AUSTRALIA has produced its most valuable canola crop on record.With the Australian Oilseeds Federation now estimating this year’s canola harvest at 2.95 million tonnes, the crop is valued at more than $1.4 billion.
In its latest monthly crop report, the AOF lifted its forecast for canola production by 12.2 per cent to set the new production record.
It exceeds the previous record crop of 2.4 million tonnes set in 1999-2000 by more than half a million tonnes.
With the canola harvest virtually complete, the AOF’s Nick Goddard said more confidence could be given to yield estimates.
“We have seen a significant and unexpected lift in yields across the country, which has led us to revise our estimates upwards by around 300,000 tonnes,” Mr Goddard said.
“Not only has Australia experienced a bumper crop in all respects this season, but prices have remained firm, delivering a double bonus to growers.”
The AOF increased its estimate of the Victorian crop by 40,000 tonnes to 630,000 tonnes – its largest production by far.
The federation lifted its yield forecast from 1.59 tonnes/ha last month to 1.74 tonnes/ha in its December report.
The NSW crop has risen by 90,000 tonnes to 720,000 tonnes, while South Australia production has been increased by 31,000 tonnes to 396,000 tonnes.
The AOF said although floods had reduced its estimate of the crop area in NSW by 5000ha, an increase in the yield from 1.59 tonnes/ha to 1.85 tonnes/ha had more than compensated.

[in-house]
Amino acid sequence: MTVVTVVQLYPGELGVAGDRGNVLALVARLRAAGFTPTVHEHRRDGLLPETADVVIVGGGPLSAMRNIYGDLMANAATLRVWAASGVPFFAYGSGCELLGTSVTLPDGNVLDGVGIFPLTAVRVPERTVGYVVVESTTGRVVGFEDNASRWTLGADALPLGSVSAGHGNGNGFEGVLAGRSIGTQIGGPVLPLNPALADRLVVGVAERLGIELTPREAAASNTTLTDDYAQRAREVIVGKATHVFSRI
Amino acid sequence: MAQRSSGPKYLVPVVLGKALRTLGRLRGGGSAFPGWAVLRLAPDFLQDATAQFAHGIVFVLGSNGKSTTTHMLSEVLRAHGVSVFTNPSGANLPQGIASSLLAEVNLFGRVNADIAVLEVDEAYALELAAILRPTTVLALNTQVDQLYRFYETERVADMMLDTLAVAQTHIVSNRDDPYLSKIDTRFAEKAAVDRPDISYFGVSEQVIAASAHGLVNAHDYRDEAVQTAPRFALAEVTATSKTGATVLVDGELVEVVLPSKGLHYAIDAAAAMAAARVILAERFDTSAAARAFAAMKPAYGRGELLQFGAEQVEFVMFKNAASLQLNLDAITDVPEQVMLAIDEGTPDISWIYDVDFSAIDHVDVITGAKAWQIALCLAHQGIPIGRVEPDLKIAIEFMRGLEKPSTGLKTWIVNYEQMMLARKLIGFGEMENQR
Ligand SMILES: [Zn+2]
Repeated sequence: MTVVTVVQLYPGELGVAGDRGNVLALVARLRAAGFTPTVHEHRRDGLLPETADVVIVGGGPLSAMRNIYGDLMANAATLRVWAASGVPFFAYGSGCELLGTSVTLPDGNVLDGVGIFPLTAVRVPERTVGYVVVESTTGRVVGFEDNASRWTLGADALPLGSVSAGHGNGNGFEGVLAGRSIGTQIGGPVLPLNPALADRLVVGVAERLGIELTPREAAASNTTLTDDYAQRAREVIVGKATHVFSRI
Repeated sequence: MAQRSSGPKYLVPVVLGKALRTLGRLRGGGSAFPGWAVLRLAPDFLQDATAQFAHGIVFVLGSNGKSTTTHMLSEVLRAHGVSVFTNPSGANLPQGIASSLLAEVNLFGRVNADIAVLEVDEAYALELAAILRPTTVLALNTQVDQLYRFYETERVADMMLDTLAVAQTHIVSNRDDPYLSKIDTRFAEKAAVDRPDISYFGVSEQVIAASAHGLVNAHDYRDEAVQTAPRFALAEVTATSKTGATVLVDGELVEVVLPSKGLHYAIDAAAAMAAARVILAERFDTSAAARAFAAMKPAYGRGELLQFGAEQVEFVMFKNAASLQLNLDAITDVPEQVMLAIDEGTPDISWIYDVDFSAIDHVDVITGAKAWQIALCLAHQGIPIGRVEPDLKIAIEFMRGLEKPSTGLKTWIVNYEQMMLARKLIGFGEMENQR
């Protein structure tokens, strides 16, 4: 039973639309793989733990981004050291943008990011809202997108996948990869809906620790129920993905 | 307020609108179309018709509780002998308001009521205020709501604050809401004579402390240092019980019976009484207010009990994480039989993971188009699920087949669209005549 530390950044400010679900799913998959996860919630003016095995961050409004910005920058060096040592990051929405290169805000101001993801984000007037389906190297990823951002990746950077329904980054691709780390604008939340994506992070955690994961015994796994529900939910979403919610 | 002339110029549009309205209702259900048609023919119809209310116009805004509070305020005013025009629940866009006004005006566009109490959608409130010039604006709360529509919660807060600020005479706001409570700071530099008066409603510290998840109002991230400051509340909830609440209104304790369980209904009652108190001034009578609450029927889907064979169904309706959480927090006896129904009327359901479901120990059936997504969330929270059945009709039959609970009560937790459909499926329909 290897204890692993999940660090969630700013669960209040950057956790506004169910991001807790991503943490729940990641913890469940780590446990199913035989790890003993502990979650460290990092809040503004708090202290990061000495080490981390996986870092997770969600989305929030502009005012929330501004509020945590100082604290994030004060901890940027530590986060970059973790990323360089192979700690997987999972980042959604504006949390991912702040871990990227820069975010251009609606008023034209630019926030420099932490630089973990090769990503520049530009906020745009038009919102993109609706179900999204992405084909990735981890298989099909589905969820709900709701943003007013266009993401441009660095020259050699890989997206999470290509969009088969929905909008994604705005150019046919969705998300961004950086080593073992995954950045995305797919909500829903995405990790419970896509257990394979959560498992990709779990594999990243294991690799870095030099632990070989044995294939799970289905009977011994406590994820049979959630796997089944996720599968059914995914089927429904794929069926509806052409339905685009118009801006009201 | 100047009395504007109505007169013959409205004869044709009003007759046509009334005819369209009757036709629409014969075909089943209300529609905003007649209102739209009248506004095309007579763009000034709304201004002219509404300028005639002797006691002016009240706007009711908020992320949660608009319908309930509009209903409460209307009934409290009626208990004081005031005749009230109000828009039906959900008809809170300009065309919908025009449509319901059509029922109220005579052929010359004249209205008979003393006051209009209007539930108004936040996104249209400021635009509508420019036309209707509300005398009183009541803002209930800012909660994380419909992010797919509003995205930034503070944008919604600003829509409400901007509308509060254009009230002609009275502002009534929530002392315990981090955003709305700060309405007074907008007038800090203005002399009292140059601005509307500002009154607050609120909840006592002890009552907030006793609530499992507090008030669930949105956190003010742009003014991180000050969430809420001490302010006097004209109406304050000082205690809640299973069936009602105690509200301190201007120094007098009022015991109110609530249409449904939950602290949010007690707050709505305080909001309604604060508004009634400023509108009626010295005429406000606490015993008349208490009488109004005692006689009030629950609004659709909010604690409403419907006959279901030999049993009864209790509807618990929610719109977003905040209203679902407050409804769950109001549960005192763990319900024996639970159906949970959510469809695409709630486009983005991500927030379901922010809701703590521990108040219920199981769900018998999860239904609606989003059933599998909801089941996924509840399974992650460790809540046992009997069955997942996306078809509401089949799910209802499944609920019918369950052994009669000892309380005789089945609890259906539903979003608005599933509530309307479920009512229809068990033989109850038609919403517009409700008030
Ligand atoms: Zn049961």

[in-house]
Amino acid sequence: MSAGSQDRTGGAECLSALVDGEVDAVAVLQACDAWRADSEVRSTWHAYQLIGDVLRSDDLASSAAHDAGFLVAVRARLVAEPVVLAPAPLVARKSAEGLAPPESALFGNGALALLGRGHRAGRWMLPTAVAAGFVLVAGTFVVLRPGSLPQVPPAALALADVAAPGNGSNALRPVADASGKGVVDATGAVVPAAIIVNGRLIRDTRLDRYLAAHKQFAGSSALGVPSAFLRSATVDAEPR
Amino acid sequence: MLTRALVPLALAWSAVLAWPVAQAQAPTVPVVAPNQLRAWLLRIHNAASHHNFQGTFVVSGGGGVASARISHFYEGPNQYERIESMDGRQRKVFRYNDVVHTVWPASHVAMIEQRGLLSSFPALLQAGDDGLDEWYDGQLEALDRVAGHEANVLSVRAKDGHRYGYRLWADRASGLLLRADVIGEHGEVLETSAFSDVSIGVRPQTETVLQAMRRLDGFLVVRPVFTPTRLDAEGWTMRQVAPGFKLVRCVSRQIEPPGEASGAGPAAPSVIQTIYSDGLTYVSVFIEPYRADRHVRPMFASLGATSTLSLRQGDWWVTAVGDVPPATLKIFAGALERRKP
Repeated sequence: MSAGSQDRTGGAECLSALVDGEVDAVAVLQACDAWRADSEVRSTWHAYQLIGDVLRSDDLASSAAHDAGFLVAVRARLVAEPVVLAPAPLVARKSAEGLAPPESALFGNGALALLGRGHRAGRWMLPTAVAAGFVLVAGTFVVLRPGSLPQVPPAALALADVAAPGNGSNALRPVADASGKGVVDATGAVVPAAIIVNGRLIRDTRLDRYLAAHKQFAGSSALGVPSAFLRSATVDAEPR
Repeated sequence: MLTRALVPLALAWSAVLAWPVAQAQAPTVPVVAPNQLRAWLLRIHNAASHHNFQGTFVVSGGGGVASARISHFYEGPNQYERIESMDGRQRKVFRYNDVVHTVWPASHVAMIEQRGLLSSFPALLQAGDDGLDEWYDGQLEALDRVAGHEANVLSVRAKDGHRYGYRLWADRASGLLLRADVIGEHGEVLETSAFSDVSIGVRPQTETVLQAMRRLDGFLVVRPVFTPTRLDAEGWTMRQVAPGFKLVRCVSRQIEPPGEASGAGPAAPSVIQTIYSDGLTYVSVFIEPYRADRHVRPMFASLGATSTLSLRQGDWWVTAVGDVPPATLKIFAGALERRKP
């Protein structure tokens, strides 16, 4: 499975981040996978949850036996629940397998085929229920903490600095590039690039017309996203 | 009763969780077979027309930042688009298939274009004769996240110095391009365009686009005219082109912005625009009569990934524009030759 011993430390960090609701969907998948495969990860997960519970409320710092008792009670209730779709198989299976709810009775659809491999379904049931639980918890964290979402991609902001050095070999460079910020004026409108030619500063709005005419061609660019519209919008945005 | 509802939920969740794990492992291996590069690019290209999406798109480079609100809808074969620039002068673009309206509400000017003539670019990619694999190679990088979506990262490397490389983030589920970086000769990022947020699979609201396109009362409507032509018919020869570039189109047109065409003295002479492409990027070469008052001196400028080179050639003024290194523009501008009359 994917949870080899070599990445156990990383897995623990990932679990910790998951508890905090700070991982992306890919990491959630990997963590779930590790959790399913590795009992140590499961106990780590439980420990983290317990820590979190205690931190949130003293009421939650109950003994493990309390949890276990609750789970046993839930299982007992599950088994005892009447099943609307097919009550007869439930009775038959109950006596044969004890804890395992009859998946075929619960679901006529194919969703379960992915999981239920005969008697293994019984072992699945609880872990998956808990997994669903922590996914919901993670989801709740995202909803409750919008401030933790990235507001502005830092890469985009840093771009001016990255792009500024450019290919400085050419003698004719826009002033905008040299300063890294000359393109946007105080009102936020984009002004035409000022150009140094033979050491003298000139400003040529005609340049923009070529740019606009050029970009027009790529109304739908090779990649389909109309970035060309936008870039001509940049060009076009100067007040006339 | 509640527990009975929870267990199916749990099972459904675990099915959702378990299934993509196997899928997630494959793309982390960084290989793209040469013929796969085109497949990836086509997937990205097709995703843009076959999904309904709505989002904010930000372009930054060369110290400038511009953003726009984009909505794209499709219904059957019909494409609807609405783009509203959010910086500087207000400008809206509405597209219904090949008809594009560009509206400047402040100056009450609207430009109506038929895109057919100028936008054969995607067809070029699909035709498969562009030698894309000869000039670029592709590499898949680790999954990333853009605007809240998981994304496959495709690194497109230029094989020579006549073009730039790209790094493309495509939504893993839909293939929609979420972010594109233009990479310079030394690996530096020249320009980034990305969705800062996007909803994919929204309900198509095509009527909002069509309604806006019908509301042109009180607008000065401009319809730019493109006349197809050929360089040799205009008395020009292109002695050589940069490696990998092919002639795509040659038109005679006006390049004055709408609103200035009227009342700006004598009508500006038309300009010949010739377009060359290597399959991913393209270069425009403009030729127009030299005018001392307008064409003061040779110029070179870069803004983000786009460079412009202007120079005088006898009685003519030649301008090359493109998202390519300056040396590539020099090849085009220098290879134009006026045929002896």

The updated crop forecast for NSW set a new production record for the state.
The largest increase has been in Western Australia, where the average yield has been increased to 1.5 tonnes/ha, boosting production by 160,000 tonnes to 1.2 million tonnes.
The AOF said already 1.1 million tonnes of canola had been delivered into CBH Grain’s bulk handling system.
If the 1.2 million tonne crop was realised, it would be the state’s largest on record, the federation said.
Mr Goddard said cooler conditions experienced across Australia following flowering, together with a good moisture profile, set up ideal conditions for oil development in the seed in the lead-up to harvest.
“The near ideal conditions have also seen very good oil levels being recorded, with 44 per cent being reported as a fair average across the country (versus a traditional average of 42 per cent),” he said.
“In a number of cases in both east and west of the country, oil levels of 49% and even higher have been reported.”
Mr Goddard said unrelenting demand for biodiesel, particularly from the European Union, coupled with demand for oil and meal from China and weather concerns over the South American soyabean crop had kept canola prices firm during the year.
“This is despite a general softening in commodity prices on the back of concerns stemming from the financial turmoil in Europe,” he said.